Now, picking up from A Discovery of Witches’ cliffhanger ending, Shadow of Night plunges Diana and Matthew into Elizabethan London, a world of spies, subterfuge, and a coterie of Matthew’s old friends, the mysterious School of Night that includes Christopher Marlowe and Walter Raleigh. Here, Diana must locate a witch to tutor her in magic, Matthew is forced to confront a past he thought he had put to rest, and the mystery of Ashmole 782 deepens.
Deborah Harkness has crafted a gripping journey through a world of alchemy, time travel, and magical discoveries, delivering one of the most hotly anticipated novels of the season.
6. The Thread by Victoria Hislop - another one from Five Alarm Book Reviews "New Releases"
From the internationally acclaimed author of The Island and The Return comes a sweeping and unforgettable story of love and friendship and the choices that must be made when loyalties are challenged.
Thessaloniki, Greece, 1917: As Dimitri Komninos is born, a fire sweeps through the thriving multicultural city where Christians, Jews, and Muslims live side by side. It is the first of many catastrophic events that will forever change this place and its people. Five years later, as the Turkish army pushes west through Asia Minor, young Katerina loses her mother in the crowd of refugees clambering for boats to Greece. Landing in Thessaloniki's harbor, she is at the mercy of strangers in an unknown city. For the next eighty years, the lives of Dimitri and Katerina will be entwined with each other and—through Nazi occupation, civil war, persecution, and economic collapse—with the story of their homeland.
Thessaloniki, Greece, 2007: A young Anglo-Greek hears his grandparents' remarkable story for the first time and understands he has a decision to make. For decades, Dimitri and Katerina have looked after the treasures of those who have been forced from their beloved city. Should he stay and become their new custodian?
7. The Orchid House by Lucinda Riley - ummm, I can't remember where this one came from :p
Spanning from the 1930s to the present day, from the Wharton Park estate in England to Thailand, this sweeping novel tells the tale of a concert pianist and the aristocratic Crawford family, whose shocking secrets are revealed, leading to devastating consequences.
As a child, concert pianist Julia Forrester spent many idyllic hours in the hothouse of Wharton Park, the grand estate where her grandfather tended exotic orchids. Years later, while struggling with overwhelming grief over the death of her husband and young child, she returns to this tranquil place. There she reunites with Kit Crawford, heir to the estate and her possible salvation.
When they discover an old diary, Julia seeks out her grandmother to learn the truth behind a love affair that almost destroyed the estate. Their search takes them back to the 1940s when Harry, a former heir to Wharton Park, married his young society bride, Olivia, on the eve of World War II. When the two lovers are cruelly separated, the impact will be felt for generations to come.
This atmospheric story alternates between the magical world of Wharton Park and Thailand during World War II. Filled with twists and turns, passions and lies, and ultimately redemption, The Orchid House is a beautiful, romantic, and poignant novel.
8. The Girl on the Cliff by Lucinda Riley - found this one on Unabridged Chick's Mailbox Monday just yesterday
From the author of the international bestseller The Orchid House, comes a mesmerizing story about two Irish families and the tangled ties that have bound them since World War I.
Escaping a recent heartbreak in New York, Grania Ryan returns to her family home on the wind-swept coast of Ireland. During a walk on the edge of a cliff, she meets a young girl named Aurora Lisle who is about to profoundly change her.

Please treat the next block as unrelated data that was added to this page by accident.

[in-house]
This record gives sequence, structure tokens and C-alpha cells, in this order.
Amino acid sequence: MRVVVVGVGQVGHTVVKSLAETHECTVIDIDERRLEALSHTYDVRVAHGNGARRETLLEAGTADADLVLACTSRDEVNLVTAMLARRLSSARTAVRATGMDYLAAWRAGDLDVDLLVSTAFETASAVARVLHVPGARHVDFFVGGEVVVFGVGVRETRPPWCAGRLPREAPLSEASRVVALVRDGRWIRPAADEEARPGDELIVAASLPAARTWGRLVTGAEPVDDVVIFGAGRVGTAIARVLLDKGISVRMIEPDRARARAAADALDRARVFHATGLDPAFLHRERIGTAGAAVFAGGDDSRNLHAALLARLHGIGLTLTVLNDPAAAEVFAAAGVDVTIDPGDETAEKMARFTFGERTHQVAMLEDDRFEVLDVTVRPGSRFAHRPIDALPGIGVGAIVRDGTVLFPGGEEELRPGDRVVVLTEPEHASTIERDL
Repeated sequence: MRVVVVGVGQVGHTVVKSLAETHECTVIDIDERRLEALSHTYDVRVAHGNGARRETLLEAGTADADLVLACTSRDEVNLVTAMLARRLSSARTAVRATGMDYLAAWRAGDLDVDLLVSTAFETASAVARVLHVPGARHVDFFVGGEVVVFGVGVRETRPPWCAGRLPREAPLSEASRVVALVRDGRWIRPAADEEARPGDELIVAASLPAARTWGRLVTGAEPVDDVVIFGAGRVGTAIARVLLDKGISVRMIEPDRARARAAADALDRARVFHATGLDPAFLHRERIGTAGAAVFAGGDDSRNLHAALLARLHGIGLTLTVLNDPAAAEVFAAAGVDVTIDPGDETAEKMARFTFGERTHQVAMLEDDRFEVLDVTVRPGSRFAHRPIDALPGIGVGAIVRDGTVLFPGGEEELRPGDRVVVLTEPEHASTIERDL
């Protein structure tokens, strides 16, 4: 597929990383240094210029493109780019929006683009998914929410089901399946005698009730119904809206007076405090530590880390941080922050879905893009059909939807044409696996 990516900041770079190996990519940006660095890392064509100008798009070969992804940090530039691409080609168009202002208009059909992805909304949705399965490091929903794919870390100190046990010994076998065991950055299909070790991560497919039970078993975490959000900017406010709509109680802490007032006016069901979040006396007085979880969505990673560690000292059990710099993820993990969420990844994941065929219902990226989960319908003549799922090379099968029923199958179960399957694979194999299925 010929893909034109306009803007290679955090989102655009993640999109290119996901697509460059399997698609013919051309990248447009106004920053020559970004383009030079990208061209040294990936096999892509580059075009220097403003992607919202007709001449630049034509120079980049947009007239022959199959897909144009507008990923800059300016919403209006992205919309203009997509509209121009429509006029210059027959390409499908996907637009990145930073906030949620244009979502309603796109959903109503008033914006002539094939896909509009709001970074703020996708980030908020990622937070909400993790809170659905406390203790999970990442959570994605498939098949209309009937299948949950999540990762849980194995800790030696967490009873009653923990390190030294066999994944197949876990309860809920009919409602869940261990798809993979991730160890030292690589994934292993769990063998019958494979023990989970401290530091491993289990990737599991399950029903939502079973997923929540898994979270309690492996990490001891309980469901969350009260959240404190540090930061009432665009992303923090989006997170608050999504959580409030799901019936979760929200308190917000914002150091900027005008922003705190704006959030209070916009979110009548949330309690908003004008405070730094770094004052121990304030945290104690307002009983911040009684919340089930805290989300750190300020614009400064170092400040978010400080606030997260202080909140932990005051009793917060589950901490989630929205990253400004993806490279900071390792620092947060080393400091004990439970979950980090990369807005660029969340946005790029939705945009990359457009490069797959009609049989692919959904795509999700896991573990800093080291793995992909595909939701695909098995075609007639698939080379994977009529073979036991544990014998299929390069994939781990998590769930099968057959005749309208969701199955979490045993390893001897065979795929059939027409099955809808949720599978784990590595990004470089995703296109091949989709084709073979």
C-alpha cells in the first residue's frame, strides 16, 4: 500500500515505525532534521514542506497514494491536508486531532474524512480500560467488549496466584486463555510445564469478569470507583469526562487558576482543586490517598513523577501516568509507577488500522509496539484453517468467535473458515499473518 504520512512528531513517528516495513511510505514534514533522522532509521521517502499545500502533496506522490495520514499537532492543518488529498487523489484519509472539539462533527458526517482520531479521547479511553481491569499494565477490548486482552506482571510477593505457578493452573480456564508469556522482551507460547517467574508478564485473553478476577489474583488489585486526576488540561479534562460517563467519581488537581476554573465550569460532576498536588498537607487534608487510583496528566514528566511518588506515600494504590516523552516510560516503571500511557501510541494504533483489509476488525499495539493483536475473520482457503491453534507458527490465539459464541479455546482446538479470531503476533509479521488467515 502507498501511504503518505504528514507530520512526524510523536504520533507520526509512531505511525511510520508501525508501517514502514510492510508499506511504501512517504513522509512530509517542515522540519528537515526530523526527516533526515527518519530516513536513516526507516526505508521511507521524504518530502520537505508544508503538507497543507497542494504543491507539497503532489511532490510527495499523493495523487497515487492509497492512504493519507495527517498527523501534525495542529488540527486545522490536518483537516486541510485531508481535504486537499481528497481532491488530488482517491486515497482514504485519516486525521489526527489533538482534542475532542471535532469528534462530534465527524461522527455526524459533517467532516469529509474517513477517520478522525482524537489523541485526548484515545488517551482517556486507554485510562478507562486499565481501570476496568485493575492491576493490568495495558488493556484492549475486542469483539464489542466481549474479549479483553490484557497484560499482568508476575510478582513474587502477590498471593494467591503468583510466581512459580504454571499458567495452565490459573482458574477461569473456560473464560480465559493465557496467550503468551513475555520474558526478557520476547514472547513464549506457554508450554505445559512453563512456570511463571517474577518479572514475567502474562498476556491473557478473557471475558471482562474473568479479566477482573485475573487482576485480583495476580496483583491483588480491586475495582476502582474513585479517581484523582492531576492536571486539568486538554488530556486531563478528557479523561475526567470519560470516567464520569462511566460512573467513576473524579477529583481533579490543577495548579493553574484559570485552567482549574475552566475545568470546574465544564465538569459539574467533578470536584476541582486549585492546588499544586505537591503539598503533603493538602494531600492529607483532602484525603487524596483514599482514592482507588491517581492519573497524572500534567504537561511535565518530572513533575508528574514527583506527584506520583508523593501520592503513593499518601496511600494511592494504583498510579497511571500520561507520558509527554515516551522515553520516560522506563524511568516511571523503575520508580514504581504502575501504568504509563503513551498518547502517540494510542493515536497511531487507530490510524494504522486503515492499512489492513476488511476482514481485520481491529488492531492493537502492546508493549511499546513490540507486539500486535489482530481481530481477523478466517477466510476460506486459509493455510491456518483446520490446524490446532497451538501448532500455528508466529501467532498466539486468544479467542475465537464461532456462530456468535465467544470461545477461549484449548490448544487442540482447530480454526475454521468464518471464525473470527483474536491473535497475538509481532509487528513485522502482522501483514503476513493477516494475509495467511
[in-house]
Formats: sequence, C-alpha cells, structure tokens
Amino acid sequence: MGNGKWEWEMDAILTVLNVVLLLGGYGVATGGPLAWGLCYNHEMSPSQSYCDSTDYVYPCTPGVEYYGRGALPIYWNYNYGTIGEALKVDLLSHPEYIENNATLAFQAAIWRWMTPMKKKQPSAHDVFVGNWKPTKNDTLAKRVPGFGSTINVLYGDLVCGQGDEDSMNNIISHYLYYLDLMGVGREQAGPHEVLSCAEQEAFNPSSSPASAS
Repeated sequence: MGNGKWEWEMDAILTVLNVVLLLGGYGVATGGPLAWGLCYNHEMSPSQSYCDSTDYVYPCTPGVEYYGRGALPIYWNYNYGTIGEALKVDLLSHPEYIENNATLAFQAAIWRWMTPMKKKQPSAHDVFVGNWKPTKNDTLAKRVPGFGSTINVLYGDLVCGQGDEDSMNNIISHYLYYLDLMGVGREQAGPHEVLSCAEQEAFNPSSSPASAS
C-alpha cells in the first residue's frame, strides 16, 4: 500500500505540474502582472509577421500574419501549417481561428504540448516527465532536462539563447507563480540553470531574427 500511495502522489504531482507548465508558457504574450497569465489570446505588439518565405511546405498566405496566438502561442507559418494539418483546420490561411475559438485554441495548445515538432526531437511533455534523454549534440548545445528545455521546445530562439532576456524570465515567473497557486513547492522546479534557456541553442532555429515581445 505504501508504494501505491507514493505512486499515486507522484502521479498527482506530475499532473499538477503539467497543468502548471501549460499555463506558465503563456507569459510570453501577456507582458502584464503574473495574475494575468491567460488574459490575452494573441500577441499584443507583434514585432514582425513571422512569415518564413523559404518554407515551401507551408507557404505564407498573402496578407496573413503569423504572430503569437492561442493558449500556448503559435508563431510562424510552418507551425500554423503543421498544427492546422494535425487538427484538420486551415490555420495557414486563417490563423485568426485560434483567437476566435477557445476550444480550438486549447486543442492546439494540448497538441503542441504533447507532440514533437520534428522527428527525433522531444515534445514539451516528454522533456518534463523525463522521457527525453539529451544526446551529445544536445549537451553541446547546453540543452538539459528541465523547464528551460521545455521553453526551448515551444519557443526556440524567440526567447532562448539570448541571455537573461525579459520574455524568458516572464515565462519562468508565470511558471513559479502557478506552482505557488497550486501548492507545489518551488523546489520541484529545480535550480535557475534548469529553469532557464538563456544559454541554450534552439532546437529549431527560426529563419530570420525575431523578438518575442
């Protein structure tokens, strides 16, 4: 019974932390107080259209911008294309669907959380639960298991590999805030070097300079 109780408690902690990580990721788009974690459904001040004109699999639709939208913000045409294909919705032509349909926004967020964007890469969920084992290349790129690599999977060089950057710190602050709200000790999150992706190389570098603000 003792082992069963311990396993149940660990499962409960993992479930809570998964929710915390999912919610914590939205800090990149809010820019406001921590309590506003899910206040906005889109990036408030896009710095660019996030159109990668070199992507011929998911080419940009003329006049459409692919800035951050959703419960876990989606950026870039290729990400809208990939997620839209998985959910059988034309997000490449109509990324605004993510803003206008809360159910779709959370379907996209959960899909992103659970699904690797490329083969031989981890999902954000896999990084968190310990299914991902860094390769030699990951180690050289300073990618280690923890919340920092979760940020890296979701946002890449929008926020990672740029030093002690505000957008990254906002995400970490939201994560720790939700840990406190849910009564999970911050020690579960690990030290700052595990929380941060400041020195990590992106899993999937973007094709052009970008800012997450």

As their lives begin to intertwine, Grania’s mother becomes deeply troubled by the relationship. A century of entanglement and strife has brought nothing but tragedy to the Ryan and Lisle families, and the past is set to repeat its endless sorrows. But Grania’s curiosity about the joint histories of their familes won’t be stopped. After she finds a suitcase originally hidden in the attic of the magnificent Cadogan House in London during the First World War, Grania is taken back to 1914 where it all began. Ultimately, it will be Aurora’s intuition that has the power to break the family’s spell and unlock the chains of the past.
Haunting, uplifting, and deeply moving, The Girl on the Cliff is an unforgettable tale of the triumph of hope over loss.
9. Painter of Silence by Georgina Harding - another "don't remember"
It is the early 1950s. A nameless man is found on the steps of the hospital in Iasi, Romania. He is deaf and mute, but a young nurse named Safta recognizes him from the past and brings him paper and pencils so that he might draw. Gradually, memories appear on the page: the man is Augustin, the cook’s son at the manor house at Poiana, where Safta was the privileged daughter. Born six months apart, they had a connection that bypassed words, but while Augustin’s world stayed the same size, Safta’s expanded to embrace languages, society, and a fleeting love one long, hot summer. But then came war, and in its wake a brutal Stalinist regime, and nothing would remain the same.
Georgina Harding’s kaleidoscopic new novel will appeal to readers of Anne Michaels, Michael Ondaatje, and Sandor Marai. It is as intense and submerging as rain, as steeped in the horrors of our recent history as it is in the intimate passions of the human heart.
10. Crossing on the Paris by Dana Gynther - another one from Unabridged Chick's Mailbox Monday.
Downton Abbey meets Titanic in this sweeping historical novel about three women of different generations and classes, whose lives intersect on a majestic ocean liner traveling from Paris to New York in the wake of World War I.
The year is 1921. Three women set out on the impressive Paris ocean liner on a journey from Paris to New York. Julie Vernet is a young French woman from a working class family who has just gotten her first job as a crew worker on the ship. Escaping her small town and the memory of war, she longs for adventure on the high seas...
Constance Stone is a young American wife and mother who has traveled to Paris to rescue her bohemian sister, Faith, who steadfastly refuses to return to America and settle down. Constance returns home to New York, having failed at the duty her father asked of her...
Vera Sinclair, a rich, ex-patriate American is leaving France after thirty-one years to live out her remaining time home in America. Over the course of the transatlantic voyage, she reflects on her colorful life and looks forward to a quiet retirement. While each of these women come from different walks of life, their paths cross while at sea in a series of chance encounters. The powerful impact these disparate lives have on one another make for a magnificent and unforgettable read.
There you have it! My Top Ten (most recently added) books on my Amazon WishList!